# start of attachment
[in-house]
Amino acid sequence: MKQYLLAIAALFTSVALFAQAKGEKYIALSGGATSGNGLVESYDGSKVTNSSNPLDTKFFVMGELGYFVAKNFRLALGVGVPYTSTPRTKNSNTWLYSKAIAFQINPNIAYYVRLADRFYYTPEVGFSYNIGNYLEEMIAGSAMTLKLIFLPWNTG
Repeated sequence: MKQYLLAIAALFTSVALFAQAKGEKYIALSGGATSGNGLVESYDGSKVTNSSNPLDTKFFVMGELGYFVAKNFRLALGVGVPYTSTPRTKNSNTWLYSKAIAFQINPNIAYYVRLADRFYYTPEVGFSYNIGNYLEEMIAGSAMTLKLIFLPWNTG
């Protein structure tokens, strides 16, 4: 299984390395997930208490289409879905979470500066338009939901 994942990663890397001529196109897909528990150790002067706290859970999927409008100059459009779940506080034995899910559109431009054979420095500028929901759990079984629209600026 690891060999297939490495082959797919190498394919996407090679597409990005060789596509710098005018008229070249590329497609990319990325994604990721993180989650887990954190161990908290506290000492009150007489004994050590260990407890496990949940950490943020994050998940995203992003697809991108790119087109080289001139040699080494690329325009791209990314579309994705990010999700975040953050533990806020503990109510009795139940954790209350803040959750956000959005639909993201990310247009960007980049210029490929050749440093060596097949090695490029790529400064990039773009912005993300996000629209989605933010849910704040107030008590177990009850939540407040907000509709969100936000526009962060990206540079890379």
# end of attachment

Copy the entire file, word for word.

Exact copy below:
[in-house]
Amino acid sequence: MKQYLLAIAALFTSVALFAQAKGEKYIALSGGATSGNGLVESYDGSKVTNSSNPLDTKFFVMGELGYFVAKNFRLALGVGVPYTSTPRTKNSNTWLYSKAIAFQINPNIAYYVRLADRFYYTPEVGFSYNIGNYLEEMIAGSAMTLKLIFLPWNTG
Repeated sequence: MKQYLLAIAALFTSVALFAQAKGEKYIALSGGATSGNGLVESYDGSKVTNSSNPLDTKFFVMGELGYFVAKNFRLALGVGVPYTSTPRTKNSNTWLYSKAIAFQINPNIAYYVRLADRFYYTPEVGFSYNIGNYLEEMIAGSAMTLKLIFLPWNTG
């Protein structure tokens, strides 16, 4: 299984390395997930208490289409879905979470500066338009939901 994942990663890397001529196109897909528990150790002067706290859970999927409008100059459009779940506080034995899910559109431009054979420095500028929901759990079984629209600026 690891060999297939490495082959797919190498394919996407090679597409990005060789596509710098005018008229070249590329497609990319990325994604990721993180989650887990954190161990908290506290000492009150007489004994050590260990407890496990949940950490943020994050998940995203992003697809991108790119087109080289001139040699080494690329325009791209990314579309994705990010999700975040953050533990806020503990109510009795139940954790209350803040959750956000959005639909993201990310247009960007980049210029490929050749440093060596097949090695490029790529400064990039773009912005993300996000629209989605933010849910704040107030008590177990009850939540407040907000509709969100936000526009962060990206540079890379």